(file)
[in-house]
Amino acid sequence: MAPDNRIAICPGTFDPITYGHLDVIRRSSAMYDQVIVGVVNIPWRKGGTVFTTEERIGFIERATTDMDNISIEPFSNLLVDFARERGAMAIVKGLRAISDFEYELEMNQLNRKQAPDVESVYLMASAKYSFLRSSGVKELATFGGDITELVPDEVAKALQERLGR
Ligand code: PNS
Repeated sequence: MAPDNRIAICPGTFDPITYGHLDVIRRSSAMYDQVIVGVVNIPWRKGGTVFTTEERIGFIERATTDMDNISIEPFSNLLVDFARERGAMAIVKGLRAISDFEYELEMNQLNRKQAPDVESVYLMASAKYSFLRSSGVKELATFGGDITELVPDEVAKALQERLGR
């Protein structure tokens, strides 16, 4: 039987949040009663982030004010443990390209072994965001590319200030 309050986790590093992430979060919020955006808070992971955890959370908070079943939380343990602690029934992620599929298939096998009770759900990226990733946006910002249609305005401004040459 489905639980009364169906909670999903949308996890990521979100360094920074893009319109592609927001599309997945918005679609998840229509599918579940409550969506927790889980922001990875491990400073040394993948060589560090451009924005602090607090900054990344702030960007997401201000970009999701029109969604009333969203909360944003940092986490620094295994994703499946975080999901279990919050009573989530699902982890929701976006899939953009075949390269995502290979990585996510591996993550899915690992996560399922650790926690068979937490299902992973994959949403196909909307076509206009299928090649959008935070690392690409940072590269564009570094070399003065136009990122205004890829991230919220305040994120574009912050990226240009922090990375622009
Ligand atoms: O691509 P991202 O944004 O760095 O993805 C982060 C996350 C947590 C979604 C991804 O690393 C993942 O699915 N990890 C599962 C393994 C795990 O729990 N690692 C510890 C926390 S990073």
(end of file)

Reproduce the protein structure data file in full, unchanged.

[in-house]
Amino acid sequence: MAPDNRIAICPGTFDPITYGHLDVIRRSSAMYDQVIVGVVNIPWRKGGTVFTTEERIGFIERATTDMDNISIEPFSNLLVDFARERGAMAIVKGLRAISDFEYELEMNQLNRKQAPDVESVYLMASAKYSFLRSSGVKELATFGGDITELVPDEVAKALQERLGR
Ligand code: PNS
Repeated sequence: MAPDNRIAICPGTFDPITYGHLDVIRRSSAMYDQVIVGVVNIPWRKGGTVFTTEERIGFIERATTDMDNISIEPFSNLLVDFARERGAMAIVKGLRAISDFEYELEMNQLNRKQAPDVESVYLMASAKYSFLRSSGVKELATFGGDITELVPDEVAKALQERLGR
């Protein structure tokens, strides 16, 4: 039987949040009663982030004010443990390209072994965001590319200030 309050986790590093992430979060919020955006808070992971955890959370908070079943939380343990602690029934992620599929298939096998009770759900990226990733946006910002249609305005401004040459 489905639980009364169906909670999903949308996890990521979100360094920074893009319109592609927001599309997945918005679609998840229509599918579940409550969506927790889980922001990875491990400073040394993948060589560090451009924005602090607090900054990344702030960007997401201000970009999701029109969604009333969203909360944003940092986490620094295994994703499946975080999901279990919050009573989530699902982890929701976006899939953009075949390269995502290979990585996510591996993550899915690992996560399922650790926690068979937490299902992973994959949403196909909307076509206009299928090649959008935070690392690409940072590269564009570094070399003065136009990122205004890829991230919220305040994120574009912050990226240009922090990375622009
Ligand atoms: O691509 P991202 O944004 O760095 O993805 C982060 C996350 C947590 C979604 C991804 O690393 C993942 O699915 N990890 C599962 C393994 C795990 O729990 N690692 C510890 C926390 S990073």